The Canadian Cancer Survivor Network (CCSN) was created by a group of Canadians concerned about cancer. When cancer is the leading cause of death in Canada and is responsible for 30% of all deaths, there is cause for concern.
According to the Canadian Cancer Society’s latest report, it is estimated that[i]:
- 220,400 new cancer diagnoses and 82,100 deaths will occur in Canada in 2019.
- Lung, colorectal, breast, and prostate cancer will account for about half of all cancer diagnoses and deaths in 2019.
- About 1 in 2 Canadians will develop cancer in their lifetimes and 1 in 4 will die of the disease.
- 63% of Canadians diagnosed with cancer will survive at least 5 years after their diagnosis.
“One of CCSN’s priorities is to inform, train and involve patients, caregivers and survivors to work with us to promote improvements and change in all aspects of cancer care—including access to treatment and drugs,” explains Jackie Manthorne, President and CEO, CCSN. “We believe that the truly successful advocacy campaign must involve patients, caregivers and survivors who share their lived experience. What happened to them during their cancer journey must inform healthcare and cancer care professionals, politicians and other decision makers; from diagnosis to treatment to palliation.”
CCSN works to ensure that:
- Patients and survivors will easily access tools to understand decision making processes for positive change on issues critical to optimal patient care.
- Patients and survivors will be supported to make a difference through working with others to take action on those issues.
- Patients and survivors will obtain current knowledge about cancer treatment, options, and outcomes and be able to work together to end disparities in patient care and treatment.
- A network of patients, survivors, friends, families, community partners and sponsors will work together taking action to promote the very best standard of care, support, follow up and quality of life for patients and survivors.
“CCSN believes in the critical importance of raising key issues related to the mission of creating and maintaining the best standard of care for cancer patients in Canada, regardless where they live,” states Jackie Manthorne. “This is why we challenge all levels of governments, participates in various meetings and summits, and concert with other patient associations to make sure key issues such as Employment Insurance Sickness Benefits and National Pharmacare Program are always top of mind.”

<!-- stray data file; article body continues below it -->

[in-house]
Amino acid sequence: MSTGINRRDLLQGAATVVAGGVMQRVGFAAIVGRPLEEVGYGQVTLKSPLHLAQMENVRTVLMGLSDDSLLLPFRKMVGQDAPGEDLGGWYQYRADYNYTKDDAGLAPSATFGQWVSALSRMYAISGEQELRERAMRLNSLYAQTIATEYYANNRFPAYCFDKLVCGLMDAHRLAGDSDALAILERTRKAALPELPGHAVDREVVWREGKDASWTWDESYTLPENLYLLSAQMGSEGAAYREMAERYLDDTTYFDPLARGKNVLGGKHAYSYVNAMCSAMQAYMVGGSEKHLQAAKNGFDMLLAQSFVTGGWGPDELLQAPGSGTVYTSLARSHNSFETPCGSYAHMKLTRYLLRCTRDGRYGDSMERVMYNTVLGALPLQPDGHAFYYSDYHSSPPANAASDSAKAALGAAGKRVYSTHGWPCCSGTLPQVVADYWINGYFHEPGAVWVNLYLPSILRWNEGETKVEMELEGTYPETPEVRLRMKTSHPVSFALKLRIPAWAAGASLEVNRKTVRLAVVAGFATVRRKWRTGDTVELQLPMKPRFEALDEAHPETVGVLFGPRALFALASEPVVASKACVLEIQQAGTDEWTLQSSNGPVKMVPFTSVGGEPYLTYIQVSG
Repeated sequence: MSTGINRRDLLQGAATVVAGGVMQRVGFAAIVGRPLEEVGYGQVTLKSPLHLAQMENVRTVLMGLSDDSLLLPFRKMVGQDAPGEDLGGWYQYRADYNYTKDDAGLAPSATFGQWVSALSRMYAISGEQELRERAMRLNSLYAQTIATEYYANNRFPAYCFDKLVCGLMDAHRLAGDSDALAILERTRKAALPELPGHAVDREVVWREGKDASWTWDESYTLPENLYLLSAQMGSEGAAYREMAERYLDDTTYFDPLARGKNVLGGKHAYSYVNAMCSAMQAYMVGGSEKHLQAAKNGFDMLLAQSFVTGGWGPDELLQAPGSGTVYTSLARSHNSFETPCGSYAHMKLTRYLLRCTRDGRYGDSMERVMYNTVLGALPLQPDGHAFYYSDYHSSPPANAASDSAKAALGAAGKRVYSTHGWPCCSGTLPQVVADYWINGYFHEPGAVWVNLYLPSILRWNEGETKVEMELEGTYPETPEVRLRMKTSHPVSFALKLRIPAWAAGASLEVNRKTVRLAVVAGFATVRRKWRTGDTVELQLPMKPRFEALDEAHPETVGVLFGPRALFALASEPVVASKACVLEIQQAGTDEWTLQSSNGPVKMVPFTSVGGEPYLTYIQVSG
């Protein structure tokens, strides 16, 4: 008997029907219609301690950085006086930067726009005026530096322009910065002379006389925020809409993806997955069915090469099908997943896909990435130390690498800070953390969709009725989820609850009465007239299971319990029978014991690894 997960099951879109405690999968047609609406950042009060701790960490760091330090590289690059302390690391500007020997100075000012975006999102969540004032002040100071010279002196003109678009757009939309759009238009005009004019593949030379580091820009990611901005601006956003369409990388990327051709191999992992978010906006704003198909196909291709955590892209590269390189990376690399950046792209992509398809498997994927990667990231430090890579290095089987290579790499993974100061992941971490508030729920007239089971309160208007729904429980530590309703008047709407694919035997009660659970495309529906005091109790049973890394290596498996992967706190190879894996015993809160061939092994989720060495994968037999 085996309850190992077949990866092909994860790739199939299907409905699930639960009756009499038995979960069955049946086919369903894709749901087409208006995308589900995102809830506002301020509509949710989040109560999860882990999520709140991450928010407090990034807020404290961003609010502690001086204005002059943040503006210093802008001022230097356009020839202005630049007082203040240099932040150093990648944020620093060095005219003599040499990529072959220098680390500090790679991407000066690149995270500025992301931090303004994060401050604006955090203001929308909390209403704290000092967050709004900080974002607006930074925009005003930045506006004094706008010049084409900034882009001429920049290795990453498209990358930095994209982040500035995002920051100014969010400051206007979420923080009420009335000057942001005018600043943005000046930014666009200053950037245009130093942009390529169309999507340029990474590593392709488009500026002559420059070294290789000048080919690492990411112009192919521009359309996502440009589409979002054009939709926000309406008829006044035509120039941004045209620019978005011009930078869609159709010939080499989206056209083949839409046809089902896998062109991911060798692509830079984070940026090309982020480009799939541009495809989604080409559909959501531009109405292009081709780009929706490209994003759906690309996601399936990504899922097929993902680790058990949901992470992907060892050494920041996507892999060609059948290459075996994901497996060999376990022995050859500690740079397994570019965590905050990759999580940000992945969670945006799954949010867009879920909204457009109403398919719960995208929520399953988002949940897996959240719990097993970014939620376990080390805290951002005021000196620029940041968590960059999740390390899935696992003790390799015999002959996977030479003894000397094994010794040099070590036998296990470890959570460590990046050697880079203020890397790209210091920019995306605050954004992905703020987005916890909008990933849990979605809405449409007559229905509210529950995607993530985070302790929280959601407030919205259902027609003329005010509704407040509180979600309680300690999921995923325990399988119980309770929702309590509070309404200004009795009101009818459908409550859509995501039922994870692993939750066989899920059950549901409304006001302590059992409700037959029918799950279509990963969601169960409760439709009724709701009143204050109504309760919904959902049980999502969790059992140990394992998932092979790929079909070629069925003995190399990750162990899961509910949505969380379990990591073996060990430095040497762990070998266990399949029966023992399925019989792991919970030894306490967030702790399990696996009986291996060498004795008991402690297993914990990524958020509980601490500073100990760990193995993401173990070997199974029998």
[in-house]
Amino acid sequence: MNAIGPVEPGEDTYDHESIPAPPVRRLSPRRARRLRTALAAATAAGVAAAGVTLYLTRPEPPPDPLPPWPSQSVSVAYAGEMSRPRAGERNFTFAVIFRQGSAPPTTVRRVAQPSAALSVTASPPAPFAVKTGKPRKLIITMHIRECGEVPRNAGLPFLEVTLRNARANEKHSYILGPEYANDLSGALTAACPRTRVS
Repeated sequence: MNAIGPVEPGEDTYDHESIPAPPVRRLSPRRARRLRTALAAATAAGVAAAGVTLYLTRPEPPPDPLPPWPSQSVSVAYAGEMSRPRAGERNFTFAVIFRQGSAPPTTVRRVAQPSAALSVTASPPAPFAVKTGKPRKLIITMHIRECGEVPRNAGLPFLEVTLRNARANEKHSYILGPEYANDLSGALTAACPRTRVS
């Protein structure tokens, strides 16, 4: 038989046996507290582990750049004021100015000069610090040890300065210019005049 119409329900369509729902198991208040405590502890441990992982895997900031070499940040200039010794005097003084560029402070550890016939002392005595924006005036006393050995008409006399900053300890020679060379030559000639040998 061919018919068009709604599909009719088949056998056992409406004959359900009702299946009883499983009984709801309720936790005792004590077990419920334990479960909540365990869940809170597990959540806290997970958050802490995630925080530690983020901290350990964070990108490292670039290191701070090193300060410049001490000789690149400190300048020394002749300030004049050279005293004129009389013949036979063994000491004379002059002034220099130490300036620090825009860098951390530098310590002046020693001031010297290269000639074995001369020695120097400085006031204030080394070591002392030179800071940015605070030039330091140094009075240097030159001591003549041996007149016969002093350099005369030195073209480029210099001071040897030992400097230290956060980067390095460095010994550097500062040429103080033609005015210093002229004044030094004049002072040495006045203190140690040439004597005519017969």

Among all the great initiatives created by the organization, CCSN holds webinars, with three main streams:
- Information about new treatments or presentations about specific cancers by patients or survivors;
- Advocacy 101 sessions, such as how to have a successful meeting with your political representative or how to use social media/the media to get your point of view across;
- Canada’s drug approval processes.
Lastly, a program called The Seat at the Table was developed by CCSN to increase the number of informed cancer patients, survivors and caregivers sitting on cancer and other healthcare Boards, where decisions are being made about cancer diagnosis, treatment, post-treatment care and research funding. CCSN’s Curriculum Committee has developed a 10-module Science of Cancer E-education course. The 10 modules will go into pilot testing by patients, caregivers and survivors in December, and will launch in January 2020.
CCSN’s social media includes:
- A robust, bilingual website, which includes a blog;
- Over 10,000 subscribers to their monthly E-letter;
- 8,500 likes on their Facebook page;
- Over 6,000 followers on their main Twitter feed (@survivornetca);
To learn more, please go to www.survivornet.ca, where you can sign up for CCSN’s free monthly newsletter, which contains information about CCSN’s activities and its upcoming webinars.
[i] Canadian Cancer Society. Canadian Cancer Statistics 2019. http://www.cancer.ca/en/cancer-information/cancer-101/canadian-cancer-statistics-publication/?region=on